More Than Teamwork
Earlier this year, F&L was fortunate to have five Co-Op students join us from Northeastern University as an education requirement of their physical therapy graduate program. Our relationship with the university is now going on nine years as we’ve hosted more than 20 students for their six-month stay at our clinics. Most of the students are placed at our Windward clinics, but since we had five of them this semester, one lucky Co-op was set to join our newest clinic in Honolulu, the Kuakini Physicians Tower in the Kuakini Medical Center.
When conducting interviews for the Co-Op Program, I look for candidates who will fit in well with our value-based organization. I knew that the student selected for our Honolulu clinic would have to be someone who could handle new and different challenges than previous co-ops. It didn’t take long for me to select Amelia, a fourth year student, to be the one to join our Honolulu team and be a part of the opening of our newest clinic. I was impressed by her maturity and work ethic and knew she would fit right in. It’s not surprising that the name Amelia is derived from the Latin words for “industrious” and “striving” as she fits the bill of what we look for in each of our employees.
Amelia is now back to her studies in Boston, but took the time to be a guest blogger for us and reflect on her experience working at the Honolulu clinic.
Guest Blogger: Amelia and the Meaning of “Team-work”
When I initially heard a week before coming to Hawaii that I would be the Co-Op joining the Honolulu clinic, I’ll admit I had a few reservations. My worries about being the only Co-Op at the clinic and the commute without a car were soon washed away and I couldn’t be more grateful to have been a part of the Kuakini family. As cheesy as it sounds, I never fathomed how inspiring and life-changing my experience at the Honolulu clinic would be. On my first day at Fukuji & Lum, a little silver Pontiac Vibe pulled into my driveway just after noon and drove me to see Lanikai beach. This would be the first of many car rides over the Pali Highway full of conversations with Art Lum, from which I have learned a great deal and truly cherish. During that first car ride Art explained to me the values based-culture of F&L, to which I could do little more than nod my head politely in reply.
[one_half_last]However, after reflecting on my experience it is something I more deeply understand and hope to take with me as a clinician for the rest of my life. I’ve heard many peers and friends talk about the great “team” attitude they share with their coworkers and I’ve experienced it myself at other jobs, but there is something really unique about the F & L culture that makes it so special. I’m not quite sure I can put that into words, but I do know that each person I had the pleasure of working with in Honolulu for has influenced who I will become as a clinician and as a person. [/one_half_last]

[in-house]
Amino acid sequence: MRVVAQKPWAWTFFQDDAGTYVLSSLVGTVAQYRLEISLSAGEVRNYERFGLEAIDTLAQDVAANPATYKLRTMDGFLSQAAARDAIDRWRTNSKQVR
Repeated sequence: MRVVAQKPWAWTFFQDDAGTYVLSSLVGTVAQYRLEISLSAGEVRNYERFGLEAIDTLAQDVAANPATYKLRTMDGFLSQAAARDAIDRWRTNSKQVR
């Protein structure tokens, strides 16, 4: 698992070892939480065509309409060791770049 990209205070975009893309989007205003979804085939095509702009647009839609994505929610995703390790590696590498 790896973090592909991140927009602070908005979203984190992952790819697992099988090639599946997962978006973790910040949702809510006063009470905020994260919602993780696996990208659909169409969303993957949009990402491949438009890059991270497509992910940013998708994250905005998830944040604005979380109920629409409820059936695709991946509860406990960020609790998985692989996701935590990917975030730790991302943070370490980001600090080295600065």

[one_half]Art, Shaw, Brittany, Mike, Michelle, Lynn, Julie, and Terrence all went out of their way to make me feel at home; from feeding me endless Hawaiian snacks to teaching me new exercises to giving me weekend tips. They were continuously patient, kind, and supportive of me, of one another, and most importantly of our patients. Each of them brought something special to the table and our bond extended beyond the doors of the clinic to weekend hikes, Filipino restaurants, and Karaoke sessions. They showed me just what the F&L culture is all about and I hope to carry that with me wherever I go. [/one_half]
Mauka a Makai
After cruising past Lanikai beach on that first day in Honolulu, Art and I headed over the mountains. He explained to me the first Hawaiian words I learned on the island, mauka and makai, to describe the mountains and the ocean. These words stuck with me and have come to mean a lot to me. Art marveled at how lovely the mountains looked that afternoon, and I can remember admiring that after many years in Hawaii he still found a new appreciation for the beauty of his surroundings every day. The beauty of the island was everywhere in Hawaii, filling my heart with joy day after day.
In the 6 months I spent in having some of the most beautiful experiences of my life I came to an understanding that I have taken with me back to Boston. We often think tropical islands are the most beautiful places in the world, yearning for them in daydreams and ending up unsatisfied or unhappy by our own current surroundings. But the simple realization that it is much more about attitude than it is about surroundings has made me more gracious and appreciative, and ultimately more happy. Hawaii has taught me to find beauty and happiness wherever I stand, mauka a makai. Joy can be found under streetlights and in sunsets if I open my eyes to it.